1. You can’t control everything. Make plans, but ultimately go where life takes you.
Jade was my first girlfriend and thus, I wanted to do everything I could to make sure the relationship worked out. I wanted something long-term and I didn’t want to date for purely enjoyment’s sake. I constantly thought about our future, how I could maximise the chance of us being in the same country for a prolonged period of time, how I could get a work visa and how we could move to my home country if we became lifelong partners. In all of this incessant planning, I lost myself in worries for the future, my desire to remain with her and my fear of separation.
In the end, none of my planning mattered. Our relationship never reached the dates in which important decisions needed to be made and it is both a pity and a relief. As for the future, I’m learning to accept uncertainty, failure and difficulties as natural parts of life and that learning from each experience makes you a stronger and wiser person.
2. In life, things aren’t always good or bad, right or wrong or better or worse. Sometimes, they’re just different.
When Jade told me that she wanted someone who could make her feel more passion, more excitement and more butterflies, I was taken aback. I thought my virtues, personality traits and moderately good looks would warrant her love. Who wouldn’t want to be with someone who always tries to put their partner’s needs before theirs?
As I struggled to understand, my parents shared a perfect analogy with me.
Imagine you’ve always liked eating Chinese food. You’ve grown up with it and it fulfils a deep desire inside your heart. One day, someone brings you a plate of Italian pasta. It could be the best dish from a Michelin 3 star restaurant. You take a bite, but you say, “It’s good, but I’ll still go back to eating my Chinese food.”
It’s not that the Italian food is objectively better or worse than the Chinese food. It’s just that they’re different and that you like what you like. I realised that what we wanted was just different. Her preference for excitement and passion may have initially come across as frivolous and myopic, but I realised that she was entitled to what she liked and I had no reason to judge her for that.
This truth not only applies to relationships, but virtually every other facet of life in which there is conflict over preferences and values. It is so easy to judge and demean other people’s beliefs merely because they’re different from yours. Within the parameters of basic human decency, diversity should be accepted and embraced.
3. Real love is giving someone the freedom to love you. If you truly love them, you must learn to let them go.
The world often tells us that if you truly love something, you should do everything you can to get it, keep it and never let it go. When it comes to relationships, it’s easy to fall into the same mentality. We often take a possessive approach towards our partners, seeing them as someone, or even something, we own.
When Jade wanted to leave, my first instinct was to hold onto her and to do everything I could to keep her from leaving. I thought that if I really loved her, I would fight for her. However, I was wrong.
My parents helped me to understand this truth when they connected this principle to my plans for the future. Having spent three years in Los Angeles, I fell in love with the city and the career possibilities in the West Coast. I did not want to return home because I wanted to explore the world, take risks and make my own way for myself. Even though it deeply hurt my parents to see me leave home and desire a life away from them, they gave me the freedom to choose. Because they truly loved me, they understood that forcing or coercing me to return was not genuine love. They wanted me to be able to choose what I loved and if I did not choose them, they would let me go.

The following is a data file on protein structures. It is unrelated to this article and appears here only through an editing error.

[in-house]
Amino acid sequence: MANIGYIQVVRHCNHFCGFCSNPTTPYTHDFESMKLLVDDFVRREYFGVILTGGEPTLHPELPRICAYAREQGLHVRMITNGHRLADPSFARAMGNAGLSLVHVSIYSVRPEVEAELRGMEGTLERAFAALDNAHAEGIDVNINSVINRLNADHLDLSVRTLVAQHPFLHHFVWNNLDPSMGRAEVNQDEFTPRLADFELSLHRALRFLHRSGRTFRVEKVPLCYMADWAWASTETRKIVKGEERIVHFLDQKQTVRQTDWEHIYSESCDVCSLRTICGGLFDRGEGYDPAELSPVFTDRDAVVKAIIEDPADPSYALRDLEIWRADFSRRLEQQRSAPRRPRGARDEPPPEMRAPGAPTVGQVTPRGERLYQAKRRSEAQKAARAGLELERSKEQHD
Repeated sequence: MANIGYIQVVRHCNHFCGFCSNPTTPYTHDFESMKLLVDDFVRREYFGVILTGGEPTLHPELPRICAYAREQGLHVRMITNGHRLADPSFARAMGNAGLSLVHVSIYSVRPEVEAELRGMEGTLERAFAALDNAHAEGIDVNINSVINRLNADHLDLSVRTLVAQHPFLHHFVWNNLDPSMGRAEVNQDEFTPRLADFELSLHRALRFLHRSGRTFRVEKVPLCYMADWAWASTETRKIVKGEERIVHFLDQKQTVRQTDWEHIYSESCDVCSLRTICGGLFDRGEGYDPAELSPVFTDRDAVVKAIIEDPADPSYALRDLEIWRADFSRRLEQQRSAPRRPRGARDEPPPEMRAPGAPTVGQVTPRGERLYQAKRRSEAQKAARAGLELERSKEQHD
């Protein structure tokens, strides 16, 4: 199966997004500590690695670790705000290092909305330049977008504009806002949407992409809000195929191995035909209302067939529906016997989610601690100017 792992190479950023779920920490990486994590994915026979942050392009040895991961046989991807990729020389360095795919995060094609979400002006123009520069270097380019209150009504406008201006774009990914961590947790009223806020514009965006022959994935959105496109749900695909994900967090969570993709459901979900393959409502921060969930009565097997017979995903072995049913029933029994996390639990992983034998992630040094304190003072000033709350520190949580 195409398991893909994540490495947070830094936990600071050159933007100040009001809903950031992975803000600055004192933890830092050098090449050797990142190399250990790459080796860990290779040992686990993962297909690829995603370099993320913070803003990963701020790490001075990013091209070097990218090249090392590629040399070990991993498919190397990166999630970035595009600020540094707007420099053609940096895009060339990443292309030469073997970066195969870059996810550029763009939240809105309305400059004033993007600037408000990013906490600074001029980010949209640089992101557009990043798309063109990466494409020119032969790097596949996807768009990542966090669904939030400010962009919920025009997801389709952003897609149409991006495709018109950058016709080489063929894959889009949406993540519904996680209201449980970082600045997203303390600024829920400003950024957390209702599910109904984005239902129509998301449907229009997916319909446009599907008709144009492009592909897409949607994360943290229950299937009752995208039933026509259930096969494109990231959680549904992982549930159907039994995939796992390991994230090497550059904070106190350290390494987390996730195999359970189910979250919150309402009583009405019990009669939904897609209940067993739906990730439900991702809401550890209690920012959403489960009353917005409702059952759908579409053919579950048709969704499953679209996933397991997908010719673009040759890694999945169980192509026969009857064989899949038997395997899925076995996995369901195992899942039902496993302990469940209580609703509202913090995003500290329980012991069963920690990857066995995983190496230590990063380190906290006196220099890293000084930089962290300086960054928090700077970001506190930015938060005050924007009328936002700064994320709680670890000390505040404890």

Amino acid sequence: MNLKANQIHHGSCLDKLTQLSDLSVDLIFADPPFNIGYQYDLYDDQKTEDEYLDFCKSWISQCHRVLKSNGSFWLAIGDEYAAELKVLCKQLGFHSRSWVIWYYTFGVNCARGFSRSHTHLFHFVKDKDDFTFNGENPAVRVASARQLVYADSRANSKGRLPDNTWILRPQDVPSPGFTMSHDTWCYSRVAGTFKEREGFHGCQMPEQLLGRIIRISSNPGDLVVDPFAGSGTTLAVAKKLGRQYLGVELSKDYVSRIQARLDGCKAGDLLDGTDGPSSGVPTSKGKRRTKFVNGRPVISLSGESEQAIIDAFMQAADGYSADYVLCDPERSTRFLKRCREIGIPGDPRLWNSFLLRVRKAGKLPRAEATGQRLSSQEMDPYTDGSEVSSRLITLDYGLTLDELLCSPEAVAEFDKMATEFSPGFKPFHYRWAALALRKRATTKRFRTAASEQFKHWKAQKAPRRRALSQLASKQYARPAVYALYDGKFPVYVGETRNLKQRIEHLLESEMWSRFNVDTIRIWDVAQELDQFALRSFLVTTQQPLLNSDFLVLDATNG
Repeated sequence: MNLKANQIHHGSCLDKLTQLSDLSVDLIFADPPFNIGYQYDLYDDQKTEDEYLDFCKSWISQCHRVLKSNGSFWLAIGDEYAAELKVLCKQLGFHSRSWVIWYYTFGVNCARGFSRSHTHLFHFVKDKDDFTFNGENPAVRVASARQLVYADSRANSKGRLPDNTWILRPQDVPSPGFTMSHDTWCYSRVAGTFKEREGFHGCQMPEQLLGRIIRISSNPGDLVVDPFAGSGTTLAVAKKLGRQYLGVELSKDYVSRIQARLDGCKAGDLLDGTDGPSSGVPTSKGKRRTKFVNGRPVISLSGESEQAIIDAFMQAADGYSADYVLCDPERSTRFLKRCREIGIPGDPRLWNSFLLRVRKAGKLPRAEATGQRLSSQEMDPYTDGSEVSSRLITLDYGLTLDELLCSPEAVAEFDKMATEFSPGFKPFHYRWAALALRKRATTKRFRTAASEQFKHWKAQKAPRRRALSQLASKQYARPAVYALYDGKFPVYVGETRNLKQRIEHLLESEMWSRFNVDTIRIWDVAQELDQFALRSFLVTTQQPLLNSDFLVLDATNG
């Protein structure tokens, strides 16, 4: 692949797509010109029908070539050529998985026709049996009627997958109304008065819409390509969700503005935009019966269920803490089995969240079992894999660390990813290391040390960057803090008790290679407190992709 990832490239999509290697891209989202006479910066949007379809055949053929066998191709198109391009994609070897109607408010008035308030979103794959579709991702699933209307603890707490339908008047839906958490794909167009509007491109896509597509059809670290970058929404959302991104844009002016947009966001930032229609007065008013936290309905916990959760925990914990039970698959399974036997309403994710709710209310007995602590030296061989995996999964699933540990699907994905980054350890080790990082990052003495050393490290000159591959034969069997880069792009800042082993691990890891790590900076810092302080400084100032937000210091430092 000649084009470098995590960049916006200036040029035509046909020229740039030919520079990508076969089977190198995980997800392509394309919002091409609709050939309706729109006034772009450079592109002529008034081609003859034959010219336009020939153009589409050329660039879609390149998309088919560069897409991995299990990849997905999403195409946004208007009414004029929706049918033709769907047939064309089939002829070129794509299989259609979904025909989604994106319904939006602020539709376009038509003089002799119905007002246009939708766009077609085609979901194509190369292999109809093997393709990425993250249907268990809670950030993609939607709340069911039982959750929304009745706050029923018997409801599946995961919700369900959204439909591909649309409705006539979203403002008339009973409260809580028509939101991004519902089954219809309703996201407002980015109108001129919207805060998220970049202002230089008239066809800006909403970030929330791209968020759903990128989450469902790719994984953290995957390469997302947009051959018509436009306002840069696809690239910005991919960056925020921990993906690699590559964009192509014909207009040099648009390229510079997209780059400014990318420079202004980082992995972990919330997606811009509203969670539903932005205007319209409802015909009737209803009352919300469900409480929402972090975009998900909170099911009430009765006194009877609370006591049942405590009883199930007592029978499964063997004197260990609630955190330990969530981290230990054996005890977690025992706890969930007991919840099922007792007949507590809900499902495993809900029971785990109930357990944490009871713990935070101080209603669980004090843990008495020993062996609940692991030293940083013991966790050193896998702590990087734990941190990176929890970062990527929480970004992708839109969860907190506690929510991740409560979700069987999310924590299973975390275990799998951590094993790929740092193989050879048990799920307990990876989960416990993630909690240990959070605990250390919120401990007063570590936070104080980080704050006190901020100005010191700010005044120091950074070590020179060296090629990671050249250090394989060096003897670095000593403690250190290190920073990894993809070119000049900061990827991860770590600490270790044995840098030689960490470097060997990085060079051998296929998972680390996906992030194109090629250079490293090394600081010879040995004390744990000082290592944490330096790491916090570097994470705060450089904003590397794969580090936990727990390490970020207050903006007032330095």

As I heard them tell me this, I was moved to tears. I finally understood my mother and father’s heart and the emotional pain they would accept for me to choose freely. Furthermore, I realised that if I truly loved Jade, I would follow in my parents’ footsteps.
If I truly loved her, I would let her go to be free to find the right person for herself.
Several weeks have passed since that Sunday. Generally speaking, my heart has been at peace. I still feel bouts of sadness now and again when I pass a spot we used to hang out at, when I hear a song we used to sing together and when I’m alone and I think about how much I enjoyed her existence and company.
Maybe in time, these feelings of sadness will fade, but for now, I will cherish the memories and the friendship that we shared. I know that a part of my heart will always be with her, whether or not I meet someone new.
I’ve learned a lot about what love really is over the past weeks. Love is complicated, love is difficult and love can tear your soul apart, swallow you up and spit you back out. Modern love tells us to play games, to look out for our own self-interests, to never give our hearts away, to never be all in and to always have an escape route just in case things go wrong.
Call me old-school, but I don’t agree. Despite what has happened, I still believe that if you truly love someone, you will love with all that you have.
If you truly love someone, you will always wish them the best, even when it hurts.If you truly love someone, you will always hope that they find happiness and fulfillment, whether or not they choose you.
If you truly love someone, you will have the courage to let them go.